This effort, which includes a vigorous pursuit of new studies and collaborative research partners with universities, also seeks to identify sometimes difficult-to-find innovators in the business world. Part of the effort evolved out of the 2019 Air Force Science and Technology Strategy.
The strategy “was a call to action for the [Air Force Research Laboratory] to up its game in so many areas to accelerate science and technology and deepen our relationships with the external world. It was a recognition that the government isn't the only institution that innovates and creates the next generation technology,” Maj. Gen. Heather Pringle, commander of the Air Force Research Laboratory (AFRL), told the National Interest in an interview.
Pringle pointed to the critical need to expand and deepen relationships with universities and industry partners. In many instances, cutting-edge innovations can emerge from small companies or start-ups that uncover breakthrough weapons guidance systems, software, materials, or artificial intelligence-enabled applications, among other technologies.
“One of the most successful statistics that I like to quote … is that 75 percent of the industry that they have partnered with are new entrants to the DoD realm—that is fantastic. That means we've really opened our aperture beyond our consistent great performers to include so many more. What does that do? It opens our eyes to new ideas, new ways of doing business, and enables technology to accelerate even more,” Pringle said.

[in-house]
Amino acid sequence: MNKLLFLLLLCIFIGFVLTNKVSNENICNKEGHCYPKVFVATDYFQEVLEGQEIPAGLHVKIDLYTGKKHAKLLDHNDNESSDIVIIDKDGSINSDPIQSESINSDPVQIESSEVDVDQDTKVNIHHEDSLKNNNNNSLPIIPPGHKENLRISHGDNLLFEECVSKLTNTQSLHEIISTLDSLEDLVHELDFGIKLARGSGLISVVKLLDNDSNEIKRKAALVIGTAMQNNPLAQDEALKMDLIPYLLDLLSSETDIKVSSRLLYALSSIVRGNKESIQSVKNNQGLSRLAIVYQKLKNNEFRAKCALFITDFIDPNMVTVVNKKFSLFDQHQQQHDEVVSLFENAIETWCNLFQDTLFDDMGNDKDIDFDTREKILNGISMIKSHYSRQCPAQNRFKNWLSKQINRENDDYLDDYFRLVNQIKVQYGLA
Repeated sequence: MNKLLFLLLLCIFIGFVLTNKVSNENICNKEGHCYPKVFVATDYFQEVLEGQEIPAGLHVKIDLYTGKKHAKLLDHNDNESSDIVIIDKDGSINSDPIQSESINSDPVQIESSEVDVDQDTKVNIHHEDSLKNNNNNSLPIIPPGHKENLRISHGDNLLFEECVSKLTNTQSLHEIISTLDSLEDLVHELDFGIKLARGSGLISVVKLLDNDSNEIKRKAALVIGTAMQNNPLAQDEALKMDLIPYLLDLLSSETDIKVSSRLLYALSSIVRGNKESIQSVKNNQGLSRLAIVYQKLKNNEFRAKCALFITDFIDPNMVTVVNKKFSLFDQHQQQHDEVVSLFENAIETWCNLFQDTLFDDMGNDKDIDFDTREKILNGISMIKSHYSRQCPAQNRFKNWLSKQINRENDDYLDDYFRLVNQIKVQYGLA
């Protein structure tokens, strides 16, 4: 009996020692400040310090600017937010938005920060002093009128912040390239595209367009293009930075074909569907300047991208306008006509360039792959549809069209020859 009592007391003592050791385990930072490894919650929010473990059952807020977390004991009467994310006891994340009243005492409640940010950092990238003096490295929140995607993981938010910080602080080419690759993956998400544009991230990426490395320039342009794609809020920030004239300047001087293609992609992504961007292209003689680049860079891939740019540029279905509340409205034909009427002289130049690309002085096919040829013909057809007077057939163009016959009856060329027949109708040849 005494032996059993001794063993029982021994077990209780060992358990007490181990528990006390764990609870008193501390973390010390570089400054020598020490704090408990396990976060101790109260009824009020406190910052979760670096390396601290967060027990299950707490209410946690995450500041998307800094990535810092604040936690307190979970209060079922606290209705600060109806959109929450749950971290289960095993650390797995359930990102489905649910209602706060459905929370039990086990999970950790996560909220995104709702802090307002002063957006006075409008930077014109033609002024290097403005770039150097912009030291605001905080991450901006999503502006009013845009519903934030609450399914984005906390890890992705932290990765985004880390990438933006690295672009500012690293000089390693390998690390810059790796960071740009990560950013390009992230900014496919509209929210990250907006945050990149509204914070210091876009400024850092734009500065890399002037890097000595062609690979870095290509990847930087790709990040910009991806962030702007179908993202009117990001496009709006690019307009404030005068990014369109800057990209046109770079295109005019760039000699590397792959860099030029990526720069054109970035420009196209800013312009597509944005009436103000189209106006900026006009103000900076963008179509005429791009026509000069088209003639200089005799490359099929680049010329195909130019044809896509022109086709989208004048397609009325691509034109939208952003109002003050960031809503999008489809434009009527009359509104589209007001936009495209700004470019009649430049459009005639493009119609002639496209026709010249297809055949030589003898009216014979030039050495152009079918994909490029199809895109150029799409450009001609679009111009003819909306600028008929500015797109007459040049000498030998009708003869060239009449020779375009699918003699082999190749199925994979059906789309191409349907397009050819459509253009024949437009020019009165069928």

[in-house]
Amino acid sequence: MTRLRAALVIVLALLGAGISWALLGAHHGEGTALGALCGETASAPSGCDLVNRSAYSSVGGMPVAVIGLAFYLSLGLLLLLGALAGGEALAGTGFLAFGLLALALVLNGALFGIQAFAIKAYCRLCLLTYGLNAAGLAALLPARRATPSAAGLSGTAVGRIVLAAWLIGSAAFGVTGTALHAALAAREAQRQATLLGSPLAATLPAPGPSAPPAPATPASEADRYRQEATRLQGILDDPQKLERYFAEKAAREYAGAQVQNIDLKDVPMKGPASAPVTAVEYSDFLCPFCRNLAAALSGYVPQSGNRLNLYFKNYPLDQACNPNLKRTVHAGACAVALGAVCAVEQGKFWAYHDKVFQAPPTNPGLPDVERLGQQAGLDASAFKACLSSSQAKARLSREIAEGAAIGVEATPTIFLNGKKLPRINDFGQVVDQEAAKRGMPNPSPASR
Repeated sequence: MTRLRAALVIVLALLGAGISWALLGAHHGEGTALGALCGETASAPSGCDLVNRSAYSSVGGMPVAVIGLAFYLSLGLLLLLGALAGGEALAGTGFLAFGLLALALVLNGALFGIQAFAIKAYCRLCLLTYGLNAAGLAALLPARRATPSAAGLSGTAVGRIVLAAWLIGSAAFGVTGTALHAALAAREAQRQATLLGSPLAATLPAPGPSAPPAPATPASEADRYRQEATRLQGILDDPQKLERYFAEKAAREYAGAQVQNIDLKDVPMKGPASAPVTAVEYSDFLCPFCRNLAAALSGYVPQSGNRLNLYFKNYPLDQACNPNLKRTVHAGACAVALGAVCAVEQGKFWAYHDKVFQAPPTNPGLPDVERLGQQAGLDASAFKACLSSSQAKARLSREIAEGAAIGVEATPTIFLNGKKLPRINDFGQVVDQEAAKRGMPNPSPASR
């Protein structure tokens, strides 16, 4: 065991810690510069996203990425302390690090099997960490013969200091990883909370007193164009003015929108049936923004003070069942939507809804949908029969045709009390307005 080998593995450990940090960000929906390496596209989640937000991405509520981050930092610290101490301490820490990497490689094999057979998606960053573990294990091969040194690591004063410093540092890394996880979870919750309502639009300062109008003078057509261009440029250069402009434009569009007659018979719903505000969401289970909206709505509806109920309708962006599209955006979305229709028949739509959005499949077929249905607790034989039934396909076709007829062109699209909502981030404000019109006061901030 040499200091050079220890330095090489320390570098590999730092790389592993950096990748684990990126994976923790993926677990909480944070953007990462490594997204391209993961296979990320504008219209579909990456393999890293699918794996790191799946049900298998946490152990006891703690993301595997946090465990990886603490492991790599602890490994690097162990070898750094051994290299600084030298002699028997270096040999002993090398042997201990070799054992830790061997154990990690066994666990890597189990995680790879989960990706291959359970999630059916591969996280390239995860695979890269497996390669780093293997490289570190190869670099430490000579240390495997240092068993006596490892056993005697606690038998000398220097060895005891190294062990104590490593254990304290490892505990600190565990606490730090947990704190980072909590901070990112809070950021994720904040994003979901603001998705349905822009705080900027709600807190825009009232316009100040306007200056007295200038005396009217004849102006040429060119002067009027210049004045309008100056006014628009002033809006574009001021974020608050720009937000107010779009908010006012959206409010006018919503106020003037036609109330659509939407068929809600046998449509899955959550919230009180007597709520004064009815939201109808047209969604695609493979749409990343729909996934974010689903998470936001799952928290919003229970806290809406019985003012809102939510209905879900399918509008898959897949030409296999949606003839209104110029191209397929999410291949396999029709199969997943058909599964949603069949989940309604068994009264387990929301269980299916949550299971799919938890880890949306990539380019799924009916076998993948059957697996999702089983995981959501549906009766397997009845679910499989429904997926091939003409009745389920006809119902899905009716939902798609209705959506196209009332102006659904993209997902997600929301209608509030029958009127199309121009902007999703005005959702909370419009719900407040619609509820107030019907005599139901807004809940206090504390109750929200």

Part of this mission, Pringle explained, includes the addition of AFWERX, a special Air Force innovation unit dedicated to finding and supporting new innovators.
“We have AFWERX as part of our team now. And they're doing a lot of exciting things with small businesses, entrepreneurs, and companies that had not traditionally partnered with the Department of Defense,” Pringle explained.
Certainly, “out of the box” thinking on future threats and weapons innovations can emerge from larger companies with internal funding to help anticipate emerging military requirements. Yet, at the same time, there are also many innovations and potential breakthroughs emerging from smaller companies less likely to be on the Pentagon’s radar. For this reason, partnerships with universities, particularly Cooperative Research and Development Agreements, can often yield findings capable of inspiring weapons developers to explore new avenues of development.
Kris Osborn is the defense editor for the National Interest. Osborn previously served at the Pentagon as a Highly Qualified Expert with the Office of the Assistant Secretary of the Army—Acquisition, Logistics & Technology. Osborn has also worked as an anchor and on-air military specialist at national TV networks. He has appeared as a guest military expert on Fox News, MSNBC, The Military Channel, and The History Channel. He also has a Master's Degree in Comparative Literature from Columbia University.
Image: Flickr/U.S. Air Force.